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Sit, prayerfully and actively reflecting on the nature and scope of your specific temptations this Lent. As much as you can, do not focus on your history of falling into the temptation or the guilt and shame of the sin, but do focus on all the feelings, arguments and trigger points that ‘greases the path’ and makes it easier for you to give in to temptation. Look at your inner patterns and movements, recurring memories, fears or concerns and motivations underlying your choices to sin.

In these prayerful reflections, you will come to better understand the scope and breadth of your specific temptations as you journey towards the kingdom. May God’s Spirit guide you in constructing your personal battle plan against them!!!

Strugglin’ against and temptation is not the same as choosing to sin…

This Lent, let’s learn from the very temptation that causes us angst, arming ourselves with a more complete armor, grounded in Christ.

Few, if any, full blown Shlep Rock days anymore…

I know, those days…

Upon my waking awareness, I know and feel from the very start, that this day has got the potential to be, one of those days…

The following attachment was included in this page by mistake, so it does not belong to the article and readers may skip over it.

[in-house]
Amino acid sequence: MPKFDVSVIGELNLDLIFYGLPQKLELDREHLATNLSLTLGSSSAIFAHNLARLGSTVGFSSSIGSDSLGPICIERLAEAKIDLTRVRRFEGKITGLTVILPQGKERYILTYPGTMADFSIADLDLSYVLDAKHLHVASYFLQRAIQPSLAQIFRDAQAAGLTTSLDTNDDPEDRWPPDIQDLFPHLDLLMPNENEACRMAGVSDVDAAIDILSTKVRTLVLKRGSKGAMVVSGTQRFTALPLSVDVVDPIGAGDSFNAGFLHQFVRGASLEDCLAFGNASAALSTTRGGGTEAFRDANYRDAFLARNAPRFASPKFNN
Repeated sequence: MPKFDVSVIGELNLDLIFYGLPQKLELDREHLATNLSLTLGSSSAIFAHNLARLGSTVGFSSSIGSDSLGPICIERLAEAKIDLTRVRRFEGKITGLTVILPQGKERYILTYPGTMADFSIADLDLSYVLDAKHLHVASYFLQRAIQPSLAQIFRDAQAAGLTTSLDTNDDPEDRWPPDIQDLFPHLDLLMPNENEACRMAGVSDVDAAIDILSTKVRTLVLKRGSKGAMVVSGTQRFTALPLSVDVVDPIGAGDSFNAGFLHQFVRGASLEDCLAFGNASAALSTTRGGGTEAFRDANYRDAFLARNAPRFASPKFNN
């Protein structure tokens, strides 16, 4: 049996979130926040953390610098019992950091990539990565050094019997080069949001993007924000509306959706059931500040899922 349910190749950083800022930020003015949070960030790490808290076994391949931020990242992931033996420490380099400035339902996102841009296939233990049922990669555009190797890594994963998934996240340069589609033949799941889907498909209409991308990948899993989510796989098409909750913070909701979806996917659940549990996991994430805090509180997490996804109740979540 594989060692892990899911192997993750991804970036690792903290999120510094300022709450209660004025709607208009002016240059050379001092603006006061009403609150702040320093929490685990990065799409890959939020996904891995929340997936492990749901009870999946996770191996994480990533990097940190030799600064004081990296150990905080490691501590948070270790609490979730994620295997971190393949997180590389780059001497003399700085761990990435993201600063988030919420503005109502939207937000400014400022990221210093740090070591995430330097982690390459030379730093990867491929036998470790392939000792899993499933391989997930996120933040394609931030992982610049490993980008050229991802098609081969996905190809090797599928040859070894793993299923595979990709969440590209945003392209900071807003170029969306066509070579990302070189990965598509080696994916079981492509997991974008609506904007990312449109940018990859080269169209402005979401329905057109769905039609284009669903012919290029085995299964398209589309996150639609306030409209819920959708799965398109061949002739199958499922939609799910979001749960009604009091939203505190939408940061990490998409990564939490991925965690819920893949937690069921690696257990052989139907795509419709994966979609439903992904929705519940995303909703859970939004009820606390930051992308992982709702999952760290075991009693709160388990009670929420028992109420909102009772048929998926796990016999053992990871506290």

Everyone has them…

Every person’s those days are unique; each with its own kind of spirit draining funky cloud that surrounds and challenges the person, often magnifying their weaknesses. On those days, our unique funky little attitudes, recurring slanted perspectives on life coupled with whatever challenges our world and Satan can muster for this perfect storm, all appear at once as we seem to be weakened and at best, unprepared for the fight.  Yet, we must somehow go forth amidst the storms and rains into our regular day…

I call those days Shlep Rock days, after the character found in The Flintstones cartoon who was followed by his own personal storm cloud and was noted for saying, “no sense being pessimistic, it probably won’t work anyway.”

I have found only three Strong Winds to be both consistently powerful enough and always available/on call for me to assist in blowing away that personal cloud trying to change what “the Lord has made… (for) us to rejoice and be glad in,” into a Shlep Rock day… 

  • Rising and taking at least ten to fifteen minutes of morning prayer – just sitting with, listening to and being with God – that is, if grace allows, in between the venting prayer sessions (lol)…
  • Listening to the daily Catholic Scriptures – I used to only read the scriptures and sometimes still do… But especially on these days its all I can do to press play and try to listen… I almost always have to do so at least three or four times in a row, with each time separated by a brief “what do I hear or see or get from this reading” silent listening period…                                                                                                              http://www.usccb.org/bible/readings-audio.cfm